Publication Date


Document Type


First Advisor

Dorsch, Nina G.

Degree Name

Ed.D. (Doctor of Education)

Legacy Department

Department of Teaching and Learning


Educational change--Illinois


The purpose of schooling in the United States has evolved throughout history, providing public schools with the daunting task of responding to constantly changing societal expectations, federal and state government mandates, and pressures from the business world while attempting to fulfill their mission: meeting student needs. Taking its cue from change models implemented in the business world, public education has moved toward site-based management systems in order to move forward and effect improvement in its schools. Comprehensive school reform efforts, spawned from federal legislation mandating school improvements, litter the public education landscape and offer myriad approaches to change. In Illinois, these efforts have turned toward site-based management styles in order to meet federal comprehensive school reform requirements and state mandates for school improvement timelines and documentation. Three high-poverty, high-achievement schools and their school improvement (comprehensive school reform) practitioners participated in an interview process for the purpose of defining the components of a successful comprehensive school reform effort. High-poverty, high-achievement schools were chosen in order to eliminate the component of abundant resources contributing to the success of the schools. These practitioners implement school improvement components without the advantage of community and financial resources. This study focused on the nonmaterial components of successful school reform. The conceptual framework for the study and resulting change model developed through the grounded theory process was chaos theory. Its flexible, all-inclusive view of human interaction and creation of one’s own reality was illustrated by the school improvement practitioners’ identification of the components of successful school improvement. The interview data viewed through the lens of chaos theory revealed six recursive components of improvement in a learning organization: change, participation, communication, relationships, the system as a whole, and knowledge. The result of the study suggests an agile change model based on chaos theory that can support schools in their efforts to effect comprehensive school reform while managing the changes brought about by internal and external change forces.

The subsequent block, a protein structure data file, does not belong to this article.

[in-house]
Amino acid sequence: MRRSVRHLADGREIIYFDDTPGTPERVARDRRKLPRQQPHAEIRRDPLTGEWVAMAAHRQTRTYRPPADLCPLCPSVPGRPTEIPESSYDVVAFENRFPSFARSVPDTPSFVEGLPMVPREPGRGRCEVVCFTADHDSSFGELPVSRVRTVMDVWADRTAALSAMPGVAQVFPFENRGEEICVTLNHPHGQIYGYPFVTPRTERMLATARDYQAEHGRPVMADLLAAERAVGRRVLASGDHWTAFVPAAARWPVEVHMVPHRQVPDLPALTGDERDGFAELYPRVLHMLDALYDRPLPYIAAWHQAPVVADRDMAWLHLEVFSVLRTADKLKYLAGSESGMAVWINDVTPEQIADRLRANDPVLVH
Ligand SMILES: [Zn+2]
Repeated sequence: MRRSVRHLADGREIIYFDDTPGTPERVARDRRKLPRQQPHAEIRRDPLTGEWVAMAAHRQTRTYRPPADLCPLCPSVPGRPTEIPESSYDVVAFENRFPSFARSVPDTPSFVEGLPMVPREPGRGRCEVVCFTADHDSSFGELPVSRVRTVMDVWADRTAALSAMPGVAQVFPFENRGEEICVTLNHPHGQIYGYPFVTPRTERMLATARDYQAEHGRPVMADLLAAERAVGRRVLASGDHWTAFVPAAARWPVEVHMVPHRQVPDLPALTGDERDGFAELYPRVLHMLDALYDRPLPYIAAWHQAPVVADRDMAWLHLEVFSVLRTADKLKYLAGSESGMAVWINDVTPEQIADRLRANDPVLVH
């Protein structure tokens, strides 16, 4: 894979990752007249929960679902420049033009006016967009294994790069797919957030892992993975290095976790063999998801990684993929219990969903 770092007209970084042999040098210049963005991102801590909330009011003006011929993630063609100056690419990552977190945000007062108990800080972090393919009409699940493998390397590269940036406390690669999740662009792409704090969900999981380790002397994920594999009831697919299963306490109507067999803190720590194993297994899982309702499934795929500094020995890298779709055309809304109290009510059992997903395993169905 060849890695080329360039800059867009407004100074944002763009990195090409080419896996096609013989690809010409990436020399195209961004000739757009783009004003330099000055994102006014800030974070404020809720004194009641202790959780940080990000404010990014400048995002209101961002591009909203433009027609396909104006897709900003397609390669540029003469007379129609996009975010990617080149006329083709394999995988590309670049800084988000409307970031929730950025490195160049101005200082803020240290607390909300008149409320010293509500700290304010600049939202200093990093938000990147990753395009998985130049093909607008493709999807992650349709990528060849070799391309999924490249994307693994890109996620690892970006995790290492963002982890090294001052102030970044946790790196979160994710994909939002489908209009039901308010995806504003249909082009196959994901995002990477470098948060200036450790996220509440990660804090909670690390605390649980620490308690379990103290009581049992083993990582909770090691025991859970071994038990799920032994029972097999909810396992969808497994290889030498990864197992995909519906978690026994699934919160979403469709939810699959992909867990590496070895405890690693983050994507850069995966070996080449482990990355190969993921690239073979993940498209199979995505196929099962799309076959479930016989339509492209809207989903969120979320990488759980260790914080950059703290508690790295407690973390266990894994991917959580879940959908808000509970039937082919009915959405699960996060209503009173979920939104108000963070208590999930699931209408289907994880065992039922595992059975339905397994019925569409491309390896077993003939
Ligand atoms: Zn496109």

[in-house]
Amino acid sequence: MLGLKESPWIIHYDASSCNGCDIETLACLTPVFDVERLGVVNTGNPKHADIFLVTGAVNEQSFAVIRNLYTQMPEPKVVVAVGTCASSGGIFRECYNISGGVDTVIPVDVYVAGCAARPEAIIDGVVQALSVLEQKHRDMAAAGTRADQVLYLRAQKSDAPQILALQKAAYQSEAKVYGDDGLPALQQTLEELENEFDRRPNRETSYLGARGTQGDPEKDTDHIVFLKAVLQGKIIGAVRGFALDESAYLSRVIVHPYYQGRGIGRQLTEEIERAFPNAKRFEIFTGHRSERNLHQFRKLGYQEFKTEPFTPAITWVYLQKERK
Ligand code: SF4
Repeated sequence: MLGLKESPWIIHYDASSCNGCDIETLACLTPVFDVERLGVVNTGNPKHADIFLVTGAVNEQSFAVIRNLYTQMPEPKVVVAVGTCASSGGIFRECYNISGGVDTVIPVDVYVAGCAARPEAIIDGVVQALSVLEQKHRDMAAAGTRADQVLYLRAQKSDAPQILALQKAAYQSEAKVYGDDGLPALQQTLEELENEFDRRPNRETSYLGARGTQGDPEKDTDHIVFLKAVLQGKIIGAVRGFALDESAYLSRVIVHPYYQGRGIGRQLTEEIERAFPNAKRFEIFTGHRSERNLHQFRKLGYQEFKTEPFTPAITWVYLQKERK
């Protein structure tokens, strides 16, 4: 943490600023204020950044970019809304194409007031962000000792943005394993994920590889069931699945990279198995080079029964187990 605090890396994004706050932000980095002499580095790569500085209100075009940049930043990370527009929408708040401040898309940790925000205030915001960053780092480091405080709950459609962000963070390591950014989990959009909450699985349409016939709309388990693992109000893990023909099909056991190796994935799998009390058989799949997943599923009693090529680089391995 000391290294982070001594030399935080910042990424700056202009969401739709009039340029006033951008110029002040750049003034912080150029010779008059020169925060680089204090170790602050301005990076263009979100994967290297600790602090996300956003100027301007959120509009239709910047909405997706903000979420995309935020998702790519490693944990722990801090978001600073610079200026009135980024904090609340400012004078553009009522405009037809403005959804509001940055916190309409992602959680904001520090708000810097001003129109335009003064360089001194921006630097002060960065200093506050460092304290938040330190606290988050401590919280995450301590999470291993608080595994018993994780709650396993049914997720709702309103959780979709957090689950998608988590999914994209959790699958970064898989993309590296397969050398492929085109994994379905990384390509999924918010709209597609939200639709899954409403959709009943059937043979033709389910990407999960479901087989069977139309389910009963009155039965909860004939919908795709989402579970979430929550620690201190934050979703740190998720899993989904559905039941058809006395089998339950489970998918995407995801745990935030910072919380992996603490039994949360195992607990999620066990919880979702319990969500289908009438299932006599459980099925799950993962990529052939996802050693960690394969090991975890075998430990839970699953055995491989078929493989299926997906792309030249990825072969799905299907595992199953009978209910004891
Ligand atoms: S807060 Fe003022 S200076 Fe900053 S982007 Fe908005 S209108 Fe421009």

Includes bibliographical references (pages [114]-118).


vi, 127 pages




Northern Illinois University

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